Travel Advice

As of 22 January, neither the World Health Organization (WHO) nor the U.S. Centers for Disease Control (CDC) have issued special recommendations to change travel plans. However, the WHO has issued the following advice for travelers to China to reduce the general risk of acute respiratory infections while traveling in or from affected areas (currently Wuhan City)

  • Avoid close contact with people suffering from acute respiratory infections;
  • Frequent hand-washing, especially after direct contact with ill people or their environment;
  • Avoid close contact with live or dead farm or wild animals;
  • Travelers with symptoms of acute respiratory infection should practice cough etiquette (maintain distance, cover coughs and sneezes with disposable tissues or clothing, and wash hands).
Current Status

To date, nearly 450 cases of novel coronavirus (2019-nCoV) have been reported with at least 17 deaths.The outbreak originated in December 2019 at a wholesale seafood market in Wuhan, Hubei province, China. So far, cases have been reported in China (441), Thailand (2), Japan (1), Taiwan (1), South Korea (1), and the United States (1). No deaths have been reported outside China.

Airports around the world have implemented advanced screening procedures, including in the U.S. at New York's John F. Kennedy (JFK/KJFK), San Francisco (SFO/KSFO), Los Angeles (LAX/KLAX), Chicago O'Hare (ORD/KORD) and Atlanta Hartsfield-Jackson (ATL/KATL) airports for all passengers arriving from Wuhan, China.

On 22 January, Chinese authorities suspended public transportation in Wuhan, including the airport, in an effort to contain the spread of the virus. Buses, subways, ferries, and long-distance travel will stop on 23 January at 10AM local time. This is a significant step and effectively a quarantine of the city.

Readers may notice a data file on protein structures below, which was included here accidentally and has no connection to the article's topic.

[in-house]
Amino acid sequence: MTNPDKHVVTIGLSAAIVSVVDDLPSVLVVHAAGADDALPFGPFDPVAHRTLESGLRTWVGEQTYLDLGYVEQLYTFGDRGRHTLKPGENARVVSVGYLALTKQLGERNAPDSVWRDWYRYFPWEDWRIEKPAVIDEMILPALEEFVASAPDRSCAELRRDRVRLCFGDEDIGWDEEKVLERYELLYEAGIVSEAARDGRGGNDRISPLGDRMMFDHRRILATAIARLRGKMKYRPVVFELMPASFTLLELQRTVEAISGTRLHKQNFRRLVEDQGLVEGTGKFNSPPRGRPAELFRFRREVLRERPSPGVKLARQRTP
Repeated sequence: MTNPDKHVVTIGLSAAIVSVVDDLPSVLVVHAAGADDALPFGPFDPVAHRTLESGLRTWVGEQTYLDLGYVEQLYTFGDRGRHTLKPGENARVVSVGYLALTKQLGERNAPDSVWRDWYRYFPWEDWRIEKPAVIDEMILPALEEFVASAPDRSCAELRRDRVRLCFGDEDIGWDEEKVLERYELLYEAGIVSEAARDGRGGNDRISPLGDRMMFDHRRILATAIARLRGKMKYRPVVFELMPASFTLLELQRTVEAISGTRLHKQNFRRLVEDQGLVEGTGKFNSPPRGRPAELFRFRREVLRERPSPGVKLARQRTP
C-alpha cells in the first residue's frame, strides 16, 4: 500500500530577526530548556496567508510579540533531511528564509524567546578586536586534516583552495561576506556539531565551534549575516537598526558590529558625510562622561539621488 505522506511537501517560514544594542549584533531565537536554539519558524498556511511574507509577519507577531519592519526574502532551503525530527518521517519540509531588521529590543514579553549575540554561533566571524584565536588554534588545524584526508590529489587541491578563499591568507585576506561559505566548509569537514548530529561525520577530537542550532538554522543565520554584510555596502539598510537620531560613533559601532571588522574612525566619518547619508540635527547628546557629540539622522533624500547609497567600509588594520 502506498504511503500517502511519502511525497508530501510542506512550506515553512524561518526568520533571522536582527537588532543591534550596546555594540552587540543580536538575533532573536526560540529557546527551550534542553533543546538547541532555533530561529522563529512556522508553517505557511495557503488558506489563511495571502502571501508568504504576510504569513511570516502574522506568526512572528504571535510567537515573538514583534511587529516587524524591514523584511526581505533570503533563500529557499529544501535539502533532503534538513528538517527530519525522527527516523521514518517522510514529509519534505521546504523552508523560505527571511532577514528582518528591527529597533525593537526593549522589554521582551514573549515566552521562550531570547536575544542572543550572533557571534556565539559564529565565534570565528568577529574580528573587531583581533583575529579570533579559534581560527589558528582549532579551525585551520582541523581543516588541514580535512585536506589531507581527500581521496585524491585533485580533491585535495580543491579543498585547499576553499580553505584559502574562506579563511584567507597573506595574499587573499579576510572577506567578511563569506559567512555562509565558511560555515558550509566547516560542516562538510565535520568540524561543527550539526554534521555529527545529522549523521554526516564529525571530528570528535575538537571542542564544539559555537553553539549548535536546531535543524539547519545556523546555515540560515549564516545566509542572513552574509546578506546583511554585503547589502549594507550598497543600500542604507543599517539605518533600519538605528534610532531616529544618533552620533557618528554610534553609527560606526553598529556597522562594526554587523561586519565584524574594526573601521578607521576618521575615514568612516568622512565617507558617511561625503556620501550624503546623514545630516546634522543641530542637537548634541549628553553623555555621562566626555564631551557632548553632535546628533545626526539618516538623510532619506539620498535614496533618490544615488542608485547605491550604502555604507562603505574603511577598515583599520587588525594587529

GG_CoronaVirusMapGraphic v3-01-1

Wuhan Coronavirus
  • The Wuhan Coronavirus (2019 n-CoV) is an unknown viral illness that originated from an animal source at a seafood market.
  • Person-to-person spread is occurring, although it is unclear how easily the virus spreads between people.
  • Preliminary information suggests that older adults and people with underlying health conditions may be at increased risk for severe disease from this virus.
  • It causes severe respiratory problems in humans, similar to Severe Acute Respiratory Syndrome (SARS).
    • Symptoms include fever, shortness of breath, and cough. Severe complications, including pneumonia and kidney failure are possible.
    • The majority of deaths due to 2019 n-CoV are from pneumonia complications in elderly or already-compromised patients.
    • The incubation period is averaging five to six days, but can range from two to 14 days

The 2019-nCoV has no known cure or vaccine and has spread to multiple countries since it was first reported in the city of Wuhan. With the traditional mass migration of people in China over the Lunar New Year holidays between 23 January and 7 February 2020, health authorities believe that the number of cases could rise rapidly within a matter of weeks.

The WHO convened an emergency meeting on 22 January to discuss the 2019-nCoV outbreak but did not declare it a global emergency or issue updated travel guidance. There is an additional meeting planned for 23 January to discuss whether to declare the outbreak a global emergency.


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